THEY may be mature markets, but both Japan and Korea still hold major opportunities for Australian beef.
Speaking at Meat and Livestock Australia’s Global Markets Forum during Beef 2018, in-market manager Andrew Cox said both Japanese and Korean consumers placed country of origin at the centre of their purchase decisions.
While the US had a tariff-driven price advantage in Korea, the Japan-Australia free trade agreement and the Trans-Pacific Partnership, which the US had declined to join, had given Australia the edge in Japan.
However, regardless of price, Australia’s greatest advantage was consumers’ overwhelming trust of high quality, Australian beef, he said.
“Aussie beef is really a clear favourite, even in Korea where we do have strong competition, because it is overwhelmingly trusted,” Mr Cox said.
“Country of origin is the most important factor, partly because these countries import so much food and also because of food scares.
“In fact the only high score for US beef was it was considered cheaper by consumers.”
Aussie beef is really a clear favourite, even in Korea where we do have strong competition, because it is overwhelmingly trusted.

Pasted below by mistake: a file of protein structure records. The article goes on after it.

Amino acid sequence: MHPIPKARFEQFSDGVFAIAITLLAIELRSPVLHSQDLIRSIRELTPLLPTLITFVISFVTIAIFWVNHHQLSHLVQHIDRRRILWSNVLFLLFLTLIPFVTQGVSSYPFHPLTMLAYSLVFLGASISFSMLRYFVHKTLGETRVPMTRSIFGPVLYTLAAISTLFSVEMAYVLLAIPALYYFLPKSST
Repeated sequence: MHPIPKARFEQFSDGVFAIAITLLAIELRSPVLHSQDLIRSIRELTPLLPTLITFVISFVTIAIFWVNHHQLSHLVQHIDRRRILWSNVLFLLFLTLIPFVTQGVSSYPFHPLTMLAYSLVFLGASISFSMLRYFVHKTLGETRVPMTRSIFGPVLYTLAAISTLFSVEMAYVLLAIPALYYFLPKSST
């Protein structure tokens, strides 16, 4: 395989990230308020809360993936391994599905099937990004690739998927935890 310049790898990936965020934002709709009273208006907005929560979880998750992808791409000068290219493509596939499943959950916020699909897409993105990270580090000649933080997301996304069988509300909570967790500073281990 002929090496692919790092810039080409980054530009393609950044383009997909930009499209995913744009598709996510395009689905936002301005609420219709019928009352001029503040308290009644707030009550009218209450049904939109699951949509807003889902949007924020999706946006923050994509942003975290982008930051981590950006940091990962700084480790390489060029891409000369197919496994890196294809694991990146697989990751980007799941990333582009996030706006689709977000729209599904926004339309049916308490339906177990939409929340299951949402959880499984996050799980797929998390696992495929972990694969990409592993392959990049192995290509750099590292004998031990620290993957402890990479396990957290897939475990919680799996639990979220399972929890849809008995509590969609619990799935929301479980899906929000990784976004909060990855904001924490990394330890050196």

That contrasted to Australian consumers who were rated for the ‘springiness’ of beef and ‘bright colour’ as most important after factors such as price and use by dates, he said.
Mr Cox said Japan was the largest importer of protein in the world, taking 43 per cent of Australia’s grassfed and 58pc of grainfed production.
Korea accounted for 15pc of Australian beef exports, including 20pc of grainfed production and 20pc of offal.
“Japan is certainly a market where you can see Australian beef clearly identified on the shelves,” Mr Cox said.
“In Korea it is a little different. Australian beef and US beef sit directly beside each other, forcing consumers to make a decision based on country of origin.”
“The Korean market has doubled and doubled again since the start of the century, with four of the past five years recording record sales.”
In addition, Japan had seen a boom in steak sales in the past five years and an increase in larger cuts of beef suitable for roasting.
Mr Cox said MLA’s market growth was focused on promoting ‘good nature’ and the health benefits of eating beef.